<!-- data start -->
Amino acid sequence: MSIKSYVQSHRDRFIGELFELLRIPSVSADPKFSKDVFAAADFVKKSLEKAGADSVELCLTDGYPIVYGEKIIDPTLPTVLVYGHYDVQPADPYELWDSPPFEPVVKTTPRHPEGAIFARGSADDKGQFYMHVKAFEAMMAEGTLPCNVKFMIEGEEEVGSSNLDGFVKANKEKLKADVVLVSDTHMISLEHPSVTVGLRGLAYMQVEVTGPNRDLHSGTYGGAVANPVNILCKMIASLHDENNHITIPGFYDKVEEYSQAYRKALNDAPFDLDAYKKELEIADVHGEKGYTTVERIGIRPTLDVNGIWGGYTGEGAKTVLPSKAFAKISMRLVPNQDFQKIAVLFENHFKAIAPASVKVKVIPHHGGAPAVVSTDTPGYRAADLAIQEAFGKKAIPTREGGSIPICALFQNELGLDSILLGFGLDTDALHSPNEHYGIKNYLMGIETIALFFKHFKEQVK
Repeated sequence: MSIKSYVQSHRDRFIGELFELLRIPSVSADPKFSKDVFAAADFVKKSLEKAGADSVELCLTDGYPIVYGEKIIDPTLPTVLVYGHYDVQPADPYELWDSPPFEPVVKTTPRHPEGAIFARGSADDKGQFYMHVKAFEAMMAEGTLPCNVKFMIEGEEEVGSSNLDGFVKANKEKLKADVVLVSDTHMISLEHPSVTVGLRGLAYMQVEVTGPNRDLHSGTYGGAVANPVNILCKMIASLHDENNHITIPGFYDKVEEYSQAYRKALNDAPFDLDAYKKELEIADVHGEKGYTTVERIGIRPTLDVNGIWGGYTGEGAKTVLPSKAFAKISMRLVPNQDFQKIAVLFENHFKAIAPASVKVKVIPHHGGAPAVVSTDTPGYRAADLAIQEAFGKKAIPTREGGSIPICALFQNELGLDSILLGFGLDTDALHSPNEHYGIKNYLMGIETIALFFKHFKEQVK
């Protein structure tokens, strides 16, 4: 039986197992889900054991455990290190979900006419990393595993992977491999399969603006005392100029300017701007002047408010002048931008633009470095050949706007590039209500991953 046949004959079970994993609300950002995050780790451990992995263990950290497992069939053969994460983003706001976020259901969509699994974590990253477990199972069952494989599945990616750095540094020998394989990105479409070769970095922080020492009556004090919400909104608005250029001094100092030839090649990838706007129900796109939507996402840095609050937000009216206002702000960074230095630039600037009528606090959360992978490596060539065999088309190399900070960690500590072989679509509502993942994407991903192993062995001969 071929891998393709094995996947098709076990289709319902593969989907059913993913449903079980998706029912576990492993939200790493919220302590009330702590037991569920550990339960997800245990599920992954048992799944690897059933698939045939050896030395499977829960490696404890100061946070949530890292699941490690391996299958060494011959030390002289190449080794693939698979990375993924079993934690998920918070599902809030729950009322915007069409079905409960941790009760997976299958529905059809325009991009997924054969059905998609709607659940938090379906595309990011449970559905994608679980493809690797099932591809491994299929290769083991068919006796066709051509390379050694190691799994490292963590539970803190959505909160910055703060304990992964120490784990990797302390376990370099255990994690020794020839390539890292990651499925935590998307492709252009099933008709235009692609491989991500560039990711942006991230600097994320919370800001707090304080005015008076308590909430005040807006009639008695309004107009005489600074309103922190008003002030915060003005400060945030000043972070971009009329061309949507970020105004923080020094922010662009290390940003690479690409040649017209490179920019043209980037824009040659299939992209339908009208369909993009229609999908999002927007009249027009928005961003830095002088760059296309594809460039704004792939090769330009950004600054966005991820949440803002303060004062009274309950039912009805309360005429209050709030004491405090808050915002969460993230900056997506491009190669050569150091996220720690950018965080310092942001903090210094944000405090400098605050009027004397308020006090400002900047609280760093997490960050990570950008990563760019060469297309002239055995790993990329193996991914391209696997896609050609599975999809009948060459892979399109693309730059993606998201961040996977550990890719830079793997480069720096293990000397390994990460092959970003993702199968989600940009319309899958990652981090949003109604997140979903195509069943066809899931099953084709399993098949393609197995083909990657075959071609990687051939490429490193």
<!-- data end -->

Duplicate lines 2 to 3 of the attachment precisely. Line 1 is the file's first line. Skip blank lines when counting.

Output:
Repeated sequence: MSIKSYVQSHRDRFIGELFELLRIPSVSADPKFSKDVFAAADFVKKSLEKAGADSVELCLTDGYPIVYGEKIIDPTLPTVLVYGHYDVQPADPYELWDSPPFEPVVKTTPRHPEGAIFARGSADDKGQFYMHVKAFEAMMAEGTLPCNVKFMIEGEEEVGSSNLDGFVKANKEKLKADVVLVSDTHMISLEHPSVTVGLRGLAYMQVEVTGPNRDLHSGTYGGAVANPVNILCKMIASLHDENNHITIPGFYDKVEEYSQAYRKALNDAPFDLDAYKKELEIADVHGEKGYTTVERIGIRPTLDVNGIWGGYTGEGAKTVLPSKAFAKISMRLVPNQDFQKIAVLFENHFKAIAPASVKVKVIPHHGGAPAVVSTDTPGYRAADLAIQEAFGKKAIPTREGGSIPICALFQNELGLDSILLGFGLDTDALHSPNEHYGIKNYLMGIETIALFFKHFKEQVK
């Protein structure tokens, strides 16, 4: 039986197992889900054991455990290190979900006419990393595993992977491999399969603006005392100029300017701007002047408010002048931008633009470095050949706007590039209500991953 046949004959079970994993609300950002995050780790451990992995263990950290497992069939053969994460983003706001976020259901969509699994974590990253477990199972069952494989599945990616750095540094020998394989990105479409070769970095922080020492009556004090919400909104608005250029001094100092030839090649990838706007129900796109939507996402840095609050937000009216206002702000960074230095630039600037009528606090959360992978490596060539065999088309190399900070960690500590072989679509509502993942994407991903192993062995001969 071929891998393709094995996947098709076990289709319902593969989907059913993913449903079980998706029912576990492993939200790493919220302590009330702590037991569920550990339960997800245990599920992954048992799944690897059933698939045939050896030395499977829960490696404890100061946070949530890292699941490690391996299958060494011959030390002289190449080794693939698979990375993924079993934690998920918070599902809030729950009322915007069409079905409960941790009760997976299958529905059809325009991009997924054969059905998609709607659940938090379906595309990011449970559905994608679980493809690797099932591809491994299929290769083991068919006796066709051509390379050694190691799994490292963590539970803190959505909160910055703060304990992964120490784990990797302390376990370099255990994690020794020839390539890292990651499925935590998307492709252009099933008709235009692609491989991500560039990711942006991230600097994320919370800001707090304080005015008076308590909430005040807006009639008695309004107009005489600074309103922190008003002030915060003005400060945030000043972070971009009329061309949507970020105004923080020094922010662009290390940003690479690409040649017209490179920019043209980037824009040659299939992209339908009208369909993009229609999908999002927007009249027009928005961003830095002088760059296309594809460039704004792939090769330009950004600054966005991820949440803002303060004062009274309950039912009805309360005429209050709030004491405090808050915002969460993230900056997506491009190669050569150091996220720690950018965080310092942001903090210094944000405090400098605050009027004397308020006090400002900047609280760093997490960050990570950008990563760019060469297309002239055995790993990329193996991914391209696997896609050609599975999809009948060459892979399109693309730059993606998201961040996977550990890719830079793997480069720096293990000397390994990460092959970003993702199968989600940009319309899958990652981090949003109604997140979903195509069943066809899931099953084709399993098949393609197995083909990657075959071609990687051939490429490193």